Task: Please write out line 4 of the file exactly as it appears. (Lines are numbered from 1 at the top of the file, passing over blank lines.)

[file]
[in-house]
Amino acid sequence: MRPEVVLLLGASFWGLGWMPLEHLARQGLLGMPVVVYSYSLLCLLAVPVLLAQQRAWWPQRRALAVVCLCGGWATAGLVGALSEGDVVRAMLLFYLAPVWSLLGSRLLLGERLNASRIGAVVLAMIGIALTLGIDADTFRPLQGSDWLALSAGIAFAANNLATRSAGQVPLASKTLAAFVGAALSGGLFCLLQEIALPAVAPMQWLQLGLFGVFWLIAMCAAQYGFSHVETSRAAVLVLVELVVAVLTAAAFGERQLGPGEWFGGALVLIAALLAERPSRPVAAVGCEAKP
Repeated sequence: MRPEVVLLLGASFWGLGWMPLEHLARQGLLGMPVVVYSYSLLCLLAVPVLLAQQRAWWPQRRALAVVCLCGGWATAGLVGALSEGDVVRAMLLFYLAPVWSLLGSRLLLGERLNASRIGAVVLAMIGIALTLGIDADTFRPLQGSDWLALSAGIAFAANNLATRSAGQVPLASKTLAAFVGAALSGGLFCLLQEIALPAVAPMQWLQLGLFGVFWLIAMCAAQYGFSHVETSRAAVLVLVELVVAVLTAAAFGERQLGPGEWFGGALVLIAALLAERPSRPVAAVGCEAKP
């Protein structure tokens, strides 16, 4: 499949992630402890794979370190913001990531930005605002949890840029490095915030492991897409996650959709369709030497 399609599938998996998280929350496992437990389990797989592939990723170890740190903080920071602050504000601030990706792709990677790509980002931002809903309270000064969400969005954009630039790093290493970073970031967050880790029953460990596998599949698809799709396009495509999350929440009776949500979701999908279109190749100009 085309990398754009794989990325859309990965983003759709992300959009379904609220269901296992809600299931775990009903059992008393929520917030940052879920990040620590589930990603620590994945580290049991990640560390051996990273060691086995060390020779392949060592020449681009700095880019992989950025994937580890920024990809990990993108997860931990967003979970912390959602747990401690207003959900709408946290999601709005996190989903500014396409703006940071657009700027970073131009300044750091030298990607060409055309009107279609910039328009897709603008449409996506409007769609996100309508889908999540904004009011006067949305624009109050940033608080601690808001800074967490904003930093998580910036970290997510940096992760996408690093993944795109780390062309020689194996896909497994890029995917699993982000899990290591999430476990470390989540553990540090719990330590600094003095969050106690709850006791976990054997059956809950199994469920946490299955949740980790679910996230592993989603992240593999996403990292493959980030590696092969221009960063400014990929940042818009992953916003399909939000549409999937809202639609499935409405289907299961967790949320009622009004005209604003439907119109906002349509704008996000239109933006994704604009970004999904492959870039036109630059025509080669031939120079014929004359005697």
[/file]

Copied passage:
């Protein structure tokens, strides 16, 4: 499949992630402890794979370190913001990531930005605002949890840029490095915030492991897409996650959709369709030497 399609599938998996998280929350496992437990389990797989592939990723170890740190903080920071602050504000601030990706792709990677790509980002931002809903309270000064969400969005954009630039790093290493970073970031967050880790029953460990596998599949698809799709396009495509999350929440009776949500979701999908279109190749100009 085309990398754009794989990325859309990965983003759709992300959009379904609220269901296992809600299931775990009903059992008393929520917030940052879920990040620590589930990603620590994945580290049991990640560390051996990273060691086995060390020779392949060592020449681009700095880019992989950025994937580890920024990809990990993108997860931990967003979970912390959602747990401690207003959900709408946290999601709005996190989903500014396409703006940071657009700027970073131009300044750091030298990607060409055309009107279609910039328009897709603008449409996506409007769609996100309508889908999540904004009011006067949305624009109050940033608080601690808001800074967490904003930093998580910036970290997510940096992760996408690093993944795109780390062309020689194996896909497994890029995917699993982000899990290591999430476990470390989540553990540090719990330590600094003095969050106690709850006791976990054997059956809950199994469920946490299955949740980790679910996230592993989603992240593999996403990292493959980030590696092969221009960063400014990929940042818009992953916003399909939000549409999937809202639609499935409405289907299961967790949320009622009004005209604003439907119109906002349509704008996000239109933006994704604009970004999904492959870039036109630059025509080669031939120079014929004359005697």